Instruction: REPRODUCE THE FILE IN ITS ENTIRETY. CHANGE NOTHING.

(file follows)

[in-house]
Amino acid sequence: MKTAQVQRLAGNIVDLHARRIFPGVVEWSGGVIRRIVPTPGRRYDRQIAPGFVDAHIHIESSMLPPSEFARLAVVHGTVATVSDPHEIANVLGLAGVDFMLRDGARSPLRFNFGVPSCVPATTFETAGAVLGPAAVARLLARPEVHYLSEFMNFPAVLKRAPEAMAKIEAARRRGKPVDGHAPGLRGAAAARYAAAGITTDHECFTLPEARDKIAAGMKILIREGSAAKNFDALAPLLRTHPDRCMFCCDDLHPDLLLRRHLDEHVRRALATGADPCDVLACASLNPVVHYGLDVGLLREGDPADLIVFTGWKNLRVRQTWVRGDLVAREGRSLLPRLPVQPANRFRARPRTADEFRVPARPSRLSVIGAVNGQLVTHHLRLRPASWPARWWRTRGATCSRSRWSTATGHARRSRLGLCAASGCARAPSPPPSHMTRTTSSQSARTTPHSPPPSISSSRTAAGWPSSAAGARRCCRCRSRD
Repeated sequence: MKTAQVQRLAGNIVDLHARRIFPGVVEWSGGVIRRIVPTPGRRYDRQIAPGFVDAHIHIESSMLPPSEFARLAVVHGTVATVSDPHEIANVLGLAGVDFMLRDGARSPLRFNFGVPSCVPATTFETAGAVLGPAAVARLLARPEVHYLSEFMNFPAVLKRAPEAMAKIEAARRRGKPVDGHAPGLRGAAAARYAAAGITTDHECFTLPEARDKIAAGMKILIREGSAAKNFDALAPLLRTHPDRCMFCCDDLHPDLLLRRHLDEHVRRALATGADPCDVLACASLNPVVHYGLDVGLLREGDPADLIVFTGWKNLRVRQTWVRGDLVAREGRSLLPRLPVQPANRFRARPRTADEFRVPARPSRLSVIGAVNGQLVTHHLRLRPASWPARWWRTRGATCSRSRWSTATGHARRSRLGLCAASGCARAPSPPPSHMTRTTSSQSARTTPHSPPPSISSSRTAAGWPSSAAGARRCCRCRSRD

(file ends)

[in-house]
Amino acid sequence: MKTAQVQRLAGNIVDLHARRIFPGVVEWSGGVIRRIVPTPGRRYDRQIAPGFVDAHIHIESSMLPPSEFARLAVVHGTVATVSDPHEIANVLGLAGVDFMLRDGARSPLRFNFGVPSCVPATTFETAGAVLGPAAVARLLARPEVHYLSEFMNFPAVLKRAPEAMAKIEAARRRGKPVDGHAPGLRGAAAARYAAAGITTDHECFTLPEARDKIAAGMKILIREGSAAKNFDALAPLLRTHPDRCMFCCDDLHPDLLLRRHLDEHVRRALATGADPCDVLACASLNPVVHYGLDVGLLREGDPADLIVFTGWKNLRVRQTWVRGDLVAREGRSLLPRLPVQPANRFRARPRTADEFRVPARPSRLSVIGAVNGQLVTHHLRLRPASWPARWWRTRGATCSRSRWSTATGHARRSRLGLCAASGCARAPSPPPSHMTRTTSSQSARTTPHSPPPSISSSRTAAGWPSSAAGARRCCRCRSRD
Repeated sequence: MKTAQVQRLAGNIVDLHARRIFPGVVEWSGGVIRRIVPTPGRRYDRQIAPGFVDAHIHIESSMLPPSEFARLAVVHGTVATVSDPHEIANVLGLAGVDFMLRDGARSPLRFNFGVPSCVPATTFETAGAVLGPAAVARLLARPEVHYLSEFMNFPAVLKRAPEAMAKIEAARRRGKPVDGHAPGLRGAAAARYAAAGITTDHECFTLPEARDKIAAGMKILIREGSAAKNFDALAPLLRTHPDRCMFCCDDLHPDLLLRRHLDEHVRRALATGADPCDVLACASLNPVVHYGLDVGLLREGDPADLIVFTGWKNLRVRQTWVRGDLVAREGRSLLPRLPVQPANRFRARPRTADEFRVPARPSRLSVIGAVNGQLVTHHLRLRPASWPARWWRTRGATCSRSRWSTATGHARRSRLGLCAASGCARAPSPPPSHMTRTTSSQSARTTPHSPPPSISSSRTAAGWPSSAAGARRCCRCRSRD